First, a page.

Robert Dabrow, MD, FAAP
Watching a young child grow is a wonderful and unique experience for all parents. Seeing your child learn to sit up, walk, and talk are some of the major developmental milestones achieved in the first 2 years. At every well exam your child will be evaluated for appropriate developmental milestones. Observations of normal development are also part of every illness visit. Often, it may seem like we are playing with your child, but we are monitoring their progress for motor, social, and communication skills. At certain exams (9-month, 18-month, 2 year, and 2.5-year exams), you will be asked to answer extended developmental screening questionnaires to provide additional parent observations of your child’s milestones. At the 18-month and 2-year exams, specific autism screening questions are added. Even though every child develops at a different rate, they should be able to do certain things at certain ages. Keep in mind that there may not be a “right” answer to any of the questions, but your responses may be an early indicator of a potential problem.
Autism Spectrum Disorder (ASD) is a neurologically based disability that affects a child’s social skills, communication, and behavior. Autism spectrum is often overlooked by families as a problem until after age 3, but it can be diagnosed in some children as early as age 18 months. ASD may be as common as 3-4 out of every 1000 children, and may be as high as 1 in 150 for boys. Because most children with ASD will master early motor skills such as sitting, crawling, and walking on time, parents may not initially notice delays in social and communication skills. Children with ASD do not follow the typical patterns of child development. In most cases, the problems in communication and social skills become more noticeable as the child falls farther behind other children the same age (sometimes noticed after pre-school entry). Between 12-36 months old, we often see unusual behavior patterns developing and can also see the differences in the way a child reacts to people. Some parents report sudden changes as the child starts to reject people, act strangely, or lose language and social skills they had previously acquired. In other cases, there is a slower loss of previous progress.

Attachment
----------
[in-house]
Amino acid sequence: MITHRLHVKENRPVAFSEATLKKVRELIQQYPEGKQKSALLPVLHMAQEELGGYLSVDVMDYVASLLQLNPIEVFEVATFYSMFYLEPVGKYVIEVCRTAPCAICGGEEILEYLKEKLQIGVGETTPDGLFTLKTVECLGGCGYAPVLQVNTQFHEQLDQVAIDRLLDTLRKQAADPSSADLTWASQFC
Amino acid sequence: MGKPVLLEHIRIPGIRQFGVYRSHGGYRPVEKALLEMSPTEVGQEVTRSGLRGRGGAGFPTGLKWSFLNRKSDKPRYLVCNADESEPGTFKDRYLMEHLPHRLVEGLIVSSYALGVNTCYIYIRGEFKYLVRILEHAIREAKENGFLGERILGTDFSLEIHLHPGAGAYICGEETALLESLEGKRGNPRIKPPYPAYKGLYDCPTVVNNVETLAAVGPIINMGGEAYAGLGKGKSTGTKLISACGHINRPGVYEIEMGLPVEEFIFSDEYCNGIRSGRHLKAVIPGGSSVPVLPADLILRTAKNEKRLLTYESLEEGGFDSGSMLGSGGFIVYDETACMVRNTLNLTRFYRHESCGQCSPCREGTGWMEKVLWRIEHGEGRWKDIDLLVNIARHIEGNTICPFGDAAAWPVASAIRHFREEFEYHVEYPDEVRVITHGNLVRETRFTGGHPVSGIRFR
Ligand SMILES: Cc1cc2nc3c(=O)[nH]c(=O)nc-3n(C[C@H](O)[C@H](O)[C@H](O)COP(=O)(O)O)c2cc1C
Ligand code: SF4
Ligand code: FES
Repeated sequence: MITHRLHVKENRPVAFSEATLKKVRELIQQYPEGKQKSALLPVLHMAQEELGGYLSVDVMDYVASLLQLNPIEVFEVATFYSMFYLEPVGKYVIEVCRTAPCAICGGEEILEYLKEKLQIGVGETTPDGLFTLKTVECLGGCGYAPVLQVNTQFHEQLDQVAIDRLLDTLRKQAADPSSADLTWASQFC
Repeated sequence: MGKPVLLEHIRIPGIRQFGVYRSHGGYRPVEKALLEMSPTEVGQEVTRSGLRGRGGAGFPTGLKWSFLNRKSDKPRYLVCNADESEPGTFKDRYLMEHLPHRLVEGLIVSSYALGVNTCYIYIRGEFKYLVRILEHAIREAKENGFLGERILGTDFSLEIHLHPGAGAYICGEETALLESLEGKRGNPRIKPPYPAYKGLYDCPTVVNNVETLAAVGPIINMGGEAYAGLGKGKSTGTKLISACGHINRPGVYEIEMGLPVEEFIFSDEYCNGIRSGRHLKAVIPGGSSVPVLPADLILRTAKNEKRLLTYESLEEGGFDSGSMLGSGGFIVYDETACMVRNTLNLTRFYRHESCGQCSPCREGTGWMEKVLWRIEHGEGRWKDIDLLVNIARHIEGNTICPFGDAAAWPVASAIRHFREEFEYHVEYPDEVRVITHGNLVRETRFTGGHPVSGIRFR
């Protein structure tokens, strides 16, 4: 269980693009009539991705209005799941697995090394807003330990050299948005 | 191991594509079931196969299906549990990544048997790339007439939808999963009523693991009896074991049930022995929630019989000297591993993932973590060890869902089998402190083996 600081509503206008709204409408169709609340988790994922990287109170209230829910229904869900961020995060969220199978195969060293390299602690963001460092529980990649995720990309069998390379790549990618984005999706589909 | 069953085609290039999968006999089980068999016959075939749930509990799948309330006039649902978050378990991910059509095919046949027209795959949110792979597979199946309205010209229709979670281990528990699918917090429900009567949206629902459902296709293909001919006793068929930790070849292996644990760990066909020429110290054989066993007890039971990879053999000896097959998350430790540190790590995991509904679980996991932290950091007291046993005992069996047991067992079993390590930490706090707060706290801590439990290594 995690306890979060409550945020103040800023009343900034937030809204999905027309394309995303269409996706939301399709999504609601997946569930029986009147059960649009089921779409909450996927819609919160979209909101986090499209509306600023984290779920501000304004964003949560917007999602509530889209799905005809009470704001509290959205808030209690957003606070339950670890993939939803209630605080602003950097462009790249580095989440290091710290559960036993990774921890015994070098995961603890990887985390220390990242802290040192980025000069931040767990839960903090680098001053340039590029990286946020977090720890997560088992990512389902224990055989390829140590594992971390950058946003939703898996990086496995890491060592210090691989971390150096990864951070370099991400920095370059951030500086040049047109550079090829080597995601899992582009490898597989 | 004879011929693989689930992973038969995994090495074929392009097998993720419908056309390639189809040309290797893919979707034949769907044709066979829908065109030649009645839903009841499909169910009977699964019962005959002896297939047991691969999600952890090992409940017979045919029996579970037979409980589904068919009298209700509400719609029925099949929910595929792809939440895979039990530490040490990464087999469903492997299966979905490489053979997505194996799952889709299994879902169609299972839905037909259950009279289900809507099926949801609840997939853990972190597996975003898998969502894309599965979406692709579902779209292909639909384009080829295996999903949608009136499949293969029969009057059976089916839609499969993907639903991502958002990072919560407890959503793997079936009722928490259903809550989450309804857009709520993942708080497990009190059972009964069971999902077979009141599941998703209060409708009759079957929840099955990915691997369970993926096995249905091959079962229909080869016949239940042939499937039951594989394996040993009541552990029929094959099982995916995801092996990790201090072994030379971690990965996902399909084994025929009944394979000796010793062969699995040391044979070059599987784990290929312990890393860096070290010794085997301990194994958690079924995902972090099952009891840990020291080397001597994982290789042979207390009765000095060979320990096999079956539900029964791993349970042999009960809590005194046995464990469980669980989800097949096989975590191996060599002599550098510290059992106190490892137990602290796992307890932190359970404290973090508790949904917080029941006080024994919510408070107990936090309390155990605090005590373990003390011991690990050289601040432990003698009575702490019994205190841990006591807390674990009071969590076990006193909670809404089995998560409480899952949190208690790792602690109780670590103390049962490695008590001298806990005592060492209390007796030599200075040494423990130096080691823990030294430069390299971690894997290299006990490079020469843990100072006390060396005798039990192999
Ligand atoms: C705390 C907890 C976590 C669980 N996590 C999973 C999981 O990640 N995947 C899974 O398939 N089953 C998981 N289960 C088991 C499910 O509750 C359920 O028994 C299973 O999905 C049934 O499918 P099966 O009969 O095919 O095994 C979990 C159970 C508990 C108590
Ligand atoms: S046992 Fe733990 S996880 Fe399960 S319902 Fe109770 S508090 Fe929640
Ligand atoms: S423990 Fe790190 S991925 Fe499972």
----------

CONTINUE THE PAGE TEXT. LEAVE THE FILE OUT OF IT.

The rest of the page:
Some Communication Indicators of Autism Spectrum Disorders
- Does not babble, point, or make meaningful gestures by 1 year of age
- Does not point to objects or bring objects of personal interest to parents
- Does not speak words by 16 months
- Does not combine two words by 2 years
- Repeats exactly what others say without understanding meaning (parroting)
- Does not respond to their name
- Loses language or social skills
- May have extremely good memory for numbers, letter, songs or jingles with speech delay
Some Social Indicators of Autism Spectrum Disorders
- Poor eye contact or very little eye contact
- Does not seem to know how to play with toys
- Excessively lines up toys or other objects
- Is attached to one particular toy or object exclusively
- Does not smile or respond to parental smiles or facial expressions
- Seems to act like he/she is hearing impaired
- Does not seem to show concern (empathy) for others
- Is unable to make friends or uninterested in making friends
Some Behavioral Indicators of Autism Spectrum Disoder
- Rocks, spins, sways, whirls or flaps hands (stereotypic behaviors)
- Likes routines and rituals and has severe difficulty with change
- Obsessed with few or unusual activities, doing them repeatedly every day
- Plays with parts of toys rather than the whole toy (ex: spins wheels of truck excessively)
- Does not seem to feel pain
- May be extra sensitive or not sensitive at all to smells, sounds, lights, textures, and touch
- Unusual use of vision or gaze – looks at objects from unusual angles
Although parents have many concerns about labeling a young child as having ASD, the earlier the diagnosis is made, the earlier interventions can begin. Early screening and early interventions lead to better outcomes. Your provider will often suggest referrals for further evaluation when the child is just “a little slow” or “a little behind”. Evidence over the last 20 years suggests that early intervention in optimal educational settings for at least 2 years during the preschool years results in improved outcomes in most children with ASD.
As soon as a child’s developmental delay has been identified, instruction and therapy should begin. Effective programs will teach early communication and social interaction skills. These interventions target specific deficits in learning, language, imitation, attention, motivation, and compliance. Therapies often include a variety of behavioral therapies, communication (speech and language) therapy, occupational therapy, and physical therapy along with social interventions. Parents are necessary partners with teachers and therapists, and they can continue many of the therapies at home.
In children younger than 3 years, appropriate interventions usually take place in the home or at a childcare center. An additional referral to the Early Steps program may be initiated. For children older than age 3 who are enrolled in public pre-school or VPK, they can request an evaluation for an IEP or 504 plan. Some schools provide additional services such as speech therapy and occupational therapy.
If you have any concerns about your child’s development, please discuss these with us at your child’s preventative health (well) exam. If you would like to monitor your child’s current developmental progress, go to www.cdc.gov/MilestoneTracker and download the app.